City Council passes payroll tax

This afternoon, the City Council passed by a 7-2 vote the much-touted “Jump Start Seattle” payroll tax proposal — with a couple of last-minute amendments.


The tax bill was adopted largely unchanged from the form in which it was voted out of committee last Wednesday, but two amendments narrowly passed:

  • A 20-year sunset on the tax. The original 10-year sunset, intended to keep pressure on for a regional progressive tax solution and at the urging of the business community, was stripped out of the bill last week; Council member Sawant argued strongly against any sunset provision at all, though some of her colleagues voted to remove it because ten years would be too short to adequately support the creation of new permanent supportive housing. But Council member Lewis proposed the reintroduction of a twenty-year sunset today, and garnered the support of Council members Juarez, Pedersen, Strauss, and Mosqueda — just enough to adopt it over the furious objections of Council member Sawant.
  • A 3-year exemption for nonprofit healthcare organizations for their compensation between $150,000 and $400,000.  Introduced as a compromise by Mosqueda today after she and Pedersen had competing amendments last week to do nearly the same thing, it came at the urging of some of the local healthcare nonprofits who are suffering financially due to the COVID-19 crisis. Some Council members today objected to any exemption for nonprofit healthcare organizations since some of them still have highly-paid executives; others objected to singling out healthcare nonprofits while not providing the same exemption to all other nonprofits (though certainly few pay seven-figure salaries to their executives). In the end the same five Council members, Mosqueda, Lewis, Juarez, Pedersen and Strauss, voted in favor of the amendment and it squeaked through.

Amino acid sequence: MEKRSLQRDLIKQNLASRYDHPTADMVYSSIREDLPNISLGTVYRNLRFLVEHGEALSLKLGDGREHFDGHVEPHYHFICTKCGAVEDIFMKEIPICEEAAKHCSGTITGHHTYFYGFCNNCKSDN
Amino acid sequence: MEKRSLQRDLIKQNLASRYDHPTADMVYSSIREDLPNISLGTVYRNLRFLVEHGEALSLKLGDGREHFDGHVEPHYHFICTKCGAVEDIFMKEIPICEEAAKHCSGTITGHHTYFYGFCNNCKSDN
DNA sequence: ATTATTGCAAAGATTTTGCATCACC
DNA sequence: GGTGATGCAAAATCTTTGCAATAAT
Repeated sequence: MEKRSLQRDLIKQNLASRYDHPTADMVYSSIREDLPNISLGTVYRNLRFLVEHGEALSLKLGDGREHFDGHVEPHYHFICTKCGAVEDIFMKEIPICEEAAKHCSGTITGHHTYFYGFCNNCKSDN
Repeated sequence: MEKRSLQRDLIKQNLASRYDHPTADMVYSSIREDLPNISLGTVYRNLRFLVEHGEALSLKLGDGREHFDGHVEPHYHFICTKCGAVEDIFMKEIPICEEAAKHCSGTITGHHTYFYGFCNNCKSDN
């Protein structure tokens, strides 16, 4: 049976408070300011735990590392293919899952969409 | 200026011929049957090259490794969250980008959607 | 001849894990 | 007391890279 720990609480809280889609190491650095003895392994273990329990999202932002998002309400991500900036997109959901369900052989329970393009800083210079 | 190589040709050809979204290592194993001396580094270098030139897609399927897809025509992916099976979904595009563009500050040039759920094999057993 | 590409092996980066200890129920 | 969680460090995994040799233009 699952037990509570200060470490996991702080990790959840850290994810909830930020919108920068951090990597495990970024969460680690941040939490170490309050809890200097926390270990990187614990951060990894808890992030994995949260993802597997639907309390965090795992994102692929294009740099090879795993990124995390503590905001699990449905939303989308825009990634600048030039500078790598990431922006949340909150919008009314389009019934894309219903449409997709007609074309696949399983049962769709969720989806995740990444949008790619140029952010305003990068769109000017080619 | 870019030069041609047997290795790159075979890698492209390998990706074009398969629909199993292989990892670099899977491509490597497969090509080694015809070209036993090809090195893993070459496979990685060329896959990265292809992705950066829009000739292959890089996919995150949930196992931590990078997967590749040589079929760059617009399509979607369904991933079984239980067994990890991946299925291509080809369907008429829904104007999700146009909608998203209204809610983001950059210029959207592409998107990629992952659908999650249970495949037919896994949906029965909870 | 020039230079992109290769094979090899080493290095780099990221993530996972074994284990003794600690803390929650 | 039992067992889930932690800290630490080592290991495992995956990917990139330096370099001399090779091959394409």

The final vote on the bill was 7-2, with Juarez and Pedersen voting “no” again as they did last week in committee. The bill now goes to Mayor Durkan for her signature; she has previously expressed opposition to the larger payroll tax proposed by Sawant and Morales and has generally spoken negatively about new taxes right now, but has not taken a formal position on Mosqueda’s proposal that passed today.  However, the Mayor’s views are irrelevant, since the bill passed today with enough votes to override a Mayoral veto.

The Council also approved a spending plan ordinance to accompany the payroll tax, after hollowing it out last week to simply list high-level categories. Mosqueda is expected to introduce a resolution next week that will spell out more specific spending plans for 2021.  Adopting a sepnding plan year-by-year maximizes the Council’s flexibility in addressing needs — especially short-term responses to COVID-19 and the ensuing city budget crisis — but it also paints a picture of the Council as a caricature of “tax and spend” liberals: pass a tax first, then decide later how to spend the money.

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  1. Question – does this tax apply to only people who work and/or live in Seattle? Or does this tax apply beyond Seattle’s borders?

  2. Does the tax get assessed on a company’s revenue, on a worker’s salary, or some split of the two? I haven’t been able to find that detail in any of the coverage I’ve read. I think we should implement it regardless, but I’m curious.

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